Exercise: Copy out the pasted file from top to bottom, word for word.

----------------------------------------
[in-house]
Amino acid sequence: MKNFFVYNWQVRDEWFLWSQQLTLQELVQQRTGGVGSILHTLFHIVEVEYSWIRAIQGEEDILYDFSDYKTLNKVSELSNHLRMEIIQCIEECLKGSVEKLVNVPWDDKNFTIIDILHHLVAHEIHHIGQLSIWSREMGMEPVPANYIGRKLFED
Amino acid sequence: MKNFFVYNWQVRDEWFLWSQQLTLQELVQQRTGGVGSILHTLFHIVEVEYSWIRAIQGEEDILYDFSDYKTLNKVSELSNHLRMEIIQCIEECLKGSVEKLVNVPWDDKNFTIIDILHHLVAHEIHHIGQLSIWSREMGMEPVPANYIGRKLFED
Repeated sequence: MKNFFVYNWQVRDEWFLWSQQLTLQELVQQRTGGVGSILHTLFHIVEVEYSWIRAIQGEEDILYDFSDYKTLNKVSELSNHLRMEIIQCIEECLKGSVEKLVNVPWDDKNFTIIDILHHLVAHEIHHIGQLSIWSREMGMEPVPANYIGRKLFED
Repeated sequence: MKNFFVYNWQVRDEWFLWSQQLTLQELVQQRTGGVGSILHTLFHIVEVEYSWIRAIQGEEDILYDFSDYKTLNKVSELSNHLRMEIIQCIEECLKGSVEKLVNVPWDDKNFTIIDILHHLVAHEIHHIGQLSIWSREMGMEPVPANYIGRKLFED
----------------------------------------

[in-house]
Amino acid sequence: MKNFFVYNWQVRDEWFLWSQQLTLQELVQQRTGGVGSILHTLFHIVEVEYSWIRAIQGEEDILYDFSDYKTLNKVSELSNHLRMEIIQCIEECLKGSVEKLVNVPWDDKNFTIIDILHHLVAHEIHHIGQLSIWSREMGMEPVPANYIGRKLFED
Amino acid sequence: MKNFFVYNWQVRDEWFLWSQQLTLQELVQQRTGGVGSILHTLFHIVEVEYSWIRAIQGEEDILYDFSDYKTLNKVSELSNHLRMEIIQCIEECLKGSVEKLVNVPWDDKNFTIIDILHHLVAHEIHHIGQLSIWSREMGMEPVPANYIGRKLFED
Repeated sequence: MKNFFVYNWQVRDEWFLWSQQLTLQELVQQRTGGVGSILHTLFHIVEVEYSWIRAIQGEEDILYDFSDYKTLNKVSELSNHLRMEIIQCIEECLKGSVEKLVNVPWDDKNFTIIDILHHLVAHEIHHIGQLSIWSREMGMEPVPANYIGRKLFED
Repeated sequence: MKNFFVYNWQVRDEWFLWSQQLTLQELVQQRTGGVGSILHTLFHIVEVEYSWIRAIQGEEDILYDFSDYKTLNKVSELSNHLRMEIIQCIEECLKGSVEKLVNVPWDDKNFTIIDILHHLVAHEIHHIGQLSIWSREMGMEPVPANYIGRKLFED